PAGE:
Prussic acid poisoning is a concern after a light frost
Dr. Glenn Selk, Extension Cattle Specialist, Oklahoma State University
It was discovered in the early 1900s that under certain conditions sorghums are capable of releasing hydrocyanic acid or commonly called prussic acid. Prussic acid when ingested by cattle, is quickly absorbed into the blood stream, and blocks the animal’s cells from utilizing oxygen. Thus the animal dies from asphyxiation at the cellular level. Animals affected by prussic acid poisoning exhibit a characteristic bright red blood just prior to and during death. Lush young regrowth of sorghum plants are prone to accumulate prussic acid especially when the plants are stressed such as drought or freeze damage. Light frosts, that stress the plant but do not kill it, are often associated with prussic acid poisonings. Producers should avoid grazing fields with sorghum type plants following a light frost. The risk of prussic acid poisoning will be reduced, if grazing is delayed until at least one week after a “killing freeze”. As the plants die and the cell walls rupture, the hydrocyanic acid is released as a gas, and the amount is greatly reduced in the plants. One can never be absolutely certain that a field of sorghum is 100% safe to graze.
Can you graze weed problems away?
One way to reduce weeds in a pasture is to graze hard enough so cattle will eat them, since there is nothing else to eat, says Bruce Anderson, professor of agronomy at the University of Nebraska-Lincoln. But while many weeds can provide satisfactory protein and energy for cattle when eaten, controlling weeds with heavy grazing pressure might not be healthy for the pasture.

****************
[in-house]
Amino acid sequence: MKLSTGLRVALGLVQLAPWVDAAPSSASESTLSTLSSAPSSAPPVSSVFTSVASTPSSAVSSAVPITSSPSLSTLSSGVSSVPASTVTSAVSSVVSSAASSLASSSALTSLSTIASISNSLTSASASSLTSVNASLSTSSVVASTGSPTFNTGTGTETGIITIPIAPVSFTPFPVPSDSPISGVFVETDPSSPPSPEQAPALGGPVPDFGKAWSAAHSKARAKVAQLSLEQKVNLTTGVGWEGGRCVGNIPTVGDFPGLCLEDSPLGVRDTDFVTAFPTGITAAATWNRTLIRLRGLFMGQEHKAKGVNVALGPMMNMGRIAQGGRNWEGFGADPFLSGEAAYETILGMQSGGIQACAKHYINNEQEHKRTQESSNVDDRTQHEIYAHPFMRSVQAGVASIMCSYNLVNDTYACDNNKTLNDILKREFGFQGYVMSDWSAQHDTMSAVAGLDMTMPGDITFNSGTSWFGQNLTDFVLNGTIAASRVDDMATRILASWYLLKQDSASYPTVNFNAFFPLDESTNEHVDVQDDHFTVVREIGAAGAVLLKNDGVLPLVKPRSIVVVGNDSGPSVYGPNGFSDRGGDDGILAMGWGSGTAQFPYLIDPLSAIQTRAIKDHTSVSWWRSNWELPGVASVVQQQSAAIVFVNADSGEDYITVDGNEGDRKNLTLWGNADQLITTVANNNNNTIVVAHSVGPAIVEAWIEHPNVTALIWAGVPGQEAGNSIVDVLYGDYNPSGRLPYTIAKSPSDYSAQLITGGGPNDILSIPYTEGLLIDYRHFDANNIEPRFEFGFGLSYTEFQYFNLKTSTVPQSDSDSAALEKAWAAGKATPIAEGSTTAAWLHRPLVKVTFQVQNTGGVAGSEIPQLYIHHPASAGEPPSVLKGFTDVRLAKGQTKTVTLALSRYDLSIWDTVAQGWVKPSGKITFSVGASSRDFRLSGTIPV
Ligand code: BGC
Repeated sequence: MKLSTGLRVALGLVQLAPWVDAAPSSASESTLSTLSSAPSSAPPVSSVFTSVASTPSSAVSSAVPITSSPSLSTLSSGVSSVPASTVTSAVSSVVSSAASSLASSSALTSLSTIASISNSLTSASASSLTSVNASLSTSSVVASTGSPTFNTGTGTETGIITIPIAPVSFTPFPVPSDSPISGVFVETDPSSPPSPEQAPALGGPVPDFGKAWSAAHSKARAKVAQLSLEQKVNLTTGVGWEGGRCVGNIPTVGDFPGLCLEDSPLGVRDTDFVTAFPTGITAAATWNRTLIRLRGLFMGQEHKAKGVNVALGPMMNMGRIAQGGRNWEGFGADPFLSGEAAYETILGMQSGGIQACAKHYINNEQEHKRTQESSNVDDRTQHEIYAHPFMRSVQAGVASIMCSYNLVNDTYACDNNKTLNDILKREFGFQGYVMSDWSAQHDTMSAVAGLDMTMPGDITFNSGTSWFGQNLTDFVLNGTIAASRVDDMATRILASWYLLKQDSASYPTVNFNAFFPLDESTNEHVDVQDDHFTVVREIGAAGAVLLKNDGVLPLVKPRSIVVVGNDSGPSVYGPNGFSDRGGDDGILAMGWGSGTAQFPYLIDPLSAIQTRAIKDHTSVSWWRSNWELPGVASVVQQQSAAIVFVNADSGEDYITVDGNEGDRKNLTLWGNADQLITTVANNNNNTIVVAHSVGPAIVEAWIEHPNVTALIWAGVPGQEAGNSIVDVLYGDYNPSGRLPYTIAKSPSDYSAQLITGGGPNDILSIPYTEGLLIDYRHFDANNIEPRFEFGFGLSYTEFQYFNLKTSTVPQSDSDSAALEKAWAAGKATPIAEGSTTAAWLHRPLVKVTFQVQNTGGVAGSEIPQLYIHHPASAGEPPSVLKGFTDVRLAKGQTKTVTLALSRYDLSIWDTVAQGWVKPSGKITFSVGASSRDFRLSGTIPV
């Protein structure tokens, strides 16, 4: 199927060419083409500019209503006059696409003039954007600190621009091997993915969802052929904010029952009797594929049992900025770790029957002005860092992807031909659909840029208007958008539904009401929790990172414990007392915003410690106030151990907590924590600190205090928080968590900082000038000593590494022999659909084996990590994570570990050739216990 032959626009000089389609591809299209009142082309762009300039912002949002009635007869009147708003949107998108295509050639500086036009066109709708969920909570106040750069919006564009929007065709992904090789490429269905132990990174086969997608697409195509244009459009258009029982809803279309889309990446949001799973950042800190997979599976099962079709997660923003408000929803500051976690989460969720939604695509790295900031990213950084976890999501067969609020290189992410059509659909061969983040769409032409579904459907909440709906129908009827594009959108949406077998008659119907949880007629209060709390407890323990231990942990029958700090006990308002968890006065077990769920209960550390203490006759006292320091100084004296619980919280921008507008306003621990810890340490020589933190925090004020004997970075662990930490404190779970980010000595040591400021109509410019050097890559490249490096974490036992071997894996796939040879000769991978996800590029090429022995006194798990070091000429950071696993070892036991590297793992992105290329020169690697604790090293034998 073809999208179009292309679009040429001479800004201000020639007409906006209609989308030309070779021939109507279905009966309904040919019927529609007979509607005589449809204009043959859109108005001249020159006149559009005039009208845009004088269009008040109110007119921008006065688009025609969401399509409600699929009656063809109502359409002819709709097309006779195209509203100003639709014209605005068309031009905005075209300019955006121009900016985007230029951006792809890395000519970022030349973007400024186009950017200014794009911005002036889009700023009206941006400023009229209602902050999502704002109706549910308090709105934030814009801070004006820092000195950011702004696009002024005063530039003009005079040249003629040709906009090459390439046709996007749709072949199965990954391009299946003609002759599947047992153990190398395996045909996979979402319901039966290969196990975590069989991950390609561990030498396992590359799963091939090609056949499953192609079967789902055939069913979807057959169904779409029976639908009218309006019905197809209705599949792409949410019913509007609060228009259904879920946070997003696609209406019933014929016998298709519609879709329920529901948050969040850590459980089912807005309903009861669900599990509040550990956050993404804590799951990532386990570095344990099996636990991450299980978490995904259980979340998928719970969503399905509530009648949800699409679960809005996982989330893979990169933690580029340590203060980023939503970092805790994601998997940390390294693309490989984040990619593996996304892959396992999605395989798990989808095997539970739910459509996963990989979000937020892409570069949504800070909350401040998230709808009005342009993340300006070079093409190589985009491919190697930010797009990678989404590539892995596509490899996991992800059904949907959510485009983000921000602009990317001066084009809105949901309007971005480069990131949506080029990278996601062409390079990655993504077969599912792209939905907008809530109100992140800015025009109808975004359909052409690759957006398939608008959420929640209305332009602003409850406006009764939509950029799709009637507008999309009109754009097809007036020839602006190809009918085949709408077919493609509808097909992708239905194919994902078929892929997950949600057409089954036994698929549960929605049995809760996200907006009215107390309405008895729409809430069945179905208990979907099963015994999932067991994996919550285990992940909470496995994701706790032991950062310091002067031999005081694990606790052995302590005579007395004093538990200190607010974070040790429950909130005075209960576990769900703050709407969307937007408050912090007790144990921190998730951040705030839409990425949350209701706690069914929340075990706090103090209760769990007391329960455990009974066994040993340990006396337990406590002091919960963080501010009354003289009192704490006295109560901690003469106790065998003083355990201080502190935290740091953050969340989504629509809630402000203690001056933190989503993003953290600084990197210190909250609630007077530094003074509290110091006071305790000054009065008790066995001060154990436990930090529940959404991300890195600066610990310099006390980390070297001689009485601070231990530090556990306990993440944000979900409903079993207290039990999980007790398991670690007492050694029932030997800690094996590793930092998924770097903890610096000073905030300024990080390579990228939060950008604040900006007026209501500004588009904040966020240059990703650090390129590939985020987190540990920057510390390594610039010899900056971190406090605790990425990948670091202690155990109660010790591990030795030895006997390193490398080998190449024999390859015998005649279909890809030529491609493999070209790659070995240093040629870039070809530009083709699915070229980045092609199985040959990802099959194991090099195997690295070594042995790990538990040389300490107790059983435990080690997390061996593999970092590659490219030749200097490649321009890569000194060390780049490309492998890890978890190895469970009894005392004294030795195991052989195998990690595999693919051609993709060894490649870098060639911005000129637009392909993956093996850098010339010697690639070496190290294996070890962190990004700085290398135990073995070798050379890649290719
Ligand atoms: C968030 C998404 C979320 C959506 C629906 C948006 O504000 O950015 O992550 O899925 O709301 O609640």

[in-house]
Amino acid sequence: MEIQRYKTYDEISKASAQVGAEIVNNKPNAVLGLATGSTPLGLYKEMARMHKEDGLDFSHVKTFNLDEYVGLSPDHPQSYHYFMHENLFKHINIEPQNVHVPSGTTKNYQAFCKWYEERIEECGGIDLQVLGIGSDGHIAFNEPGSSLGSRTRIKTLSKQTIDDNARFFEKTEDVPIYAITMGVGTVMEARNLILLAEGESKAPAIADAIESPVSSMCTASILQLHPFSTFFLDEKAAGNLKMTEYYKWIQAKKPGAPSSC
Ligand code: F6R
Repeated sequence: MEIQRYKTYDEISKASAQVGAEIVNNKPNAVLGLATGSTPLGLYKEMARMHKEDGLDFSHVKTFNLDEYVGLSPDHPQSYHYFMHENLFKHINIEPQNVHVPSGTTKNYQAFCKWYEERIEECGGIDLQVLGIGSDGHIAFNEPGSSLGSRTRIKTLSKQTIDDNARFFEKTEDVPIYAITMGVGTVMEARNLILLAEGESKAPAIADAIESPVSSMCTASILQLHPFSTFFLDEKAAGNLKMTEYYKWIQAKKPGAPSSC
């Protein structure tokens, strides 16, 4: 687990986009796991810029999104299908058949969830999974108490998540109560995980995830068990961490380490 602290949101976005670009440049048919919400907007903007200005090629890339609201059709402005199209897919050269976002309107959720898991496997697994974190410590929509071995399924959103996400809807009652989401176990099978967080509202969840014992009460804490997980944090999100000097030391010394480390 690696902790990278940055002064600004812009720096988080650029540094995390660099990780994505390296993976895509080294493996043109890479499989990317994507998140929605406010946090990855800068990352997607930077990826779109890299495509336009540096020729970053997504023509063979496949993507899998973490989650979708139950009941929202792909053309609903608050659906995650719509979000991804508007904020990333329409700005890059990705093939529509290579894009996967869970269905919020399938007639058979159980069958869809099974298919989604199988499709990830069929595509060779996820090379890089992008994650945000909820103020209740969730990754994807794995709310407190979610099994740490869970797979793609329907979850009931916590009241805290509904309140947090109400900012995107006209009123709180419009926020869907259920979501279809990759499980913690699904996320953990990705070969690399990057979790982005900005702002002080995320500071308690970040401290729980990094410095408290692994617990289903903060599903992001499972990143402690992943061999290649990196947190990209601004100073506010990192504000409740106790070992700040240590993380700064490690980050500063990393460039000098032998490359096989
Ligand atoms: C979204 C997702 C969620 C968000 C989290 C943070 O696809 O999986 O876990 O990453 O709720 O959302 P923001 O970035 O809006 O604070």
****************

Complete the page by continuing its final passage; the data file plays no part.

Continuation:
“Every pasture has millions of weed seeds in the soil and the potential to become weedy,” he says. “Since some pastures stay relatively clean while other pastures become weedy, other factors undoubtedly influence the weed population.” Simply grazing or controlling weeds by spraying or cutting does little to prevent weeds from coming back again unless these other factors are changed to better support desirable plants.
International Livestock Congress set for Denver
The 2008 International Livestock Congress-USA will be Jan. 15 in Denver, and is funded in part by the National Cattlemen’s Foundation.
The International Livestock Congress events, produced in cooperation with the International Stockmen’s Educational Foundation and the National Western Stock Show, focus on providing solutions to U.S. beef producers.
This year’s event will address global consumer demands, which continue to evolve, placing new perspectives, requirements and procedures on the U.S. beef producer.
The ISEF works to partner with established livestock events or organizations in furthering its mission to build global beef networks and focus on the emerging issues and challenges facing the beef industry from an international perspective. These networks are developed with ISEF support and endorsement of ILC events.
American Simmental Releases Fall Genetic Evaluation
Bozeman, Mont. — The American Simmental Association (ASA) has released its Fall 2007 Multi-Breed Genetic Evaluation.
The progeny of over 100,000 sires of several breeds and breed combinations were evaluated, representing almost six million animals. Based on those evaluations, Expected Progeny Differences (EPDs) on over 900 of the breed’s most popular sires are published in ASA’s Fall 2007 Sire Summary, which is available free of charge. Information on reproduction, production and carcass traits for all animals in the ASA database can be accessed at http://www.simmental.org.